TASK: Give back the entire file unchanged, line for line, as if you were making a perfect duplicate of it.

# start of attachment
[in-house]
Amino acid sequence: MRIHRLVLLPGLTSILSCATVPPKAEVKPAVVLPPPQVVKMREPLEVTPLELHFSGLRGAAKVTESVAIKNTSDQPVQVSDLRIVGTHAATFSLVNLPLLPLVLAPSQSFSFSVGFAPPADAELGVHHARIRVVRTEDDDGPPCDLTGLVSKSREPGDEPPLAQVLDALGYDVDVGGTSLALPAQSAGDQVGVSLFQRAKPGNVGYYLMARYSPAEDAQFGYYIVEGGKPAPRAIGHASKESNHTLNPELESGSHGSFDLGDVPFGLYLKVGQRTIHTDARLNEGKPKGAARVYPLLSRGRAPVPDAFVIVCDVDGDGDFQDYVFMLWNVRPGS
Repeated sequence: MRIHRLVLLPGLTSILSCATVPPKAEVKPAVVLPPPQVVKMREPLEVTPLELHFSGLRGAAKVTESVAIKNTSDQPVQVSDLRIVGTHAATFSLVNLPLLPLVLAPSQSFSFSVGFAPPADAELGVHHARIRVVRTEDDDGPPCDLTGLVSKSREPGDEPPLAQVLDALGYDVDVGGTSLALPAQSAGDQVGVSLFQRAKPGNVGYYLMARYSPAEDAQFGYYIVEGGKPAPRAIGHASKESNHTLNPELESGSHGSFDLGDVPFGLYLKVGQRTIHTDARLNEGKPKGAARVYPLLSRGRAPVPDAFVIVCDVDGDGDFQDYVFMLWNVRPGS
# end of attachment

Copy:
[in-house]
Amino acid sequence: MRIHRLVLLPGLTSILSCATVPPKAEVKPAVVLPPPQVVKMREPLEVTPLELHFSGLRGAAKVTESVAIKNTSDQPVQVSDLRIVGTHAATFSLVNLPLLPLVLAPSQSFSFSVGFAPPADAELGVHHARIRVVRTEDDDGPPCDLTGLVSKSREPGDEPPLAQVLDALGYDVDVGGTSLALPAQSAGDQVGVSLFQRAKPGNVGYYLMARYSPAEDAQFGYYIVEGGKPAPRAIGHASKESNHTLNPELESGSHGSFDLGDVPFGLYLKVGQRTIHTDARLNEGKPKGAARVYPLLSRGRAPVPDAFVIVCDVDGDGDFQDYVFMLWNVRPGS
Repeated sequence: MRIHRLVLLPGLTSILSCATVPPKAEVKPAVVLPPPQVVKMREPLEVTPLELHFSGLRGAAKVTESVAIKNTSDQPVQVSDLRIVGTHAATFSLVNLPLLPLVLAPSQSFSFSVGFAPPADAELGVHHARIRVVRTEDDDGPPCDLTGLVSKSREPGDEPPLAQVLDALGYDVDVGGTSLALPAQSAGDQVGVSLFQRAKPGNVGYYLMARYSPAEDAQFGYYIVEGGKPAPRAIGHASKESNHTLNPELESGSHGSFDLGDVPFGLYLKVGQRTIHTDARLNEGKPKGAARVYPLLSRGRAPVPDAFVIVCDVDGDGDFQDYVFMLWNVRPGS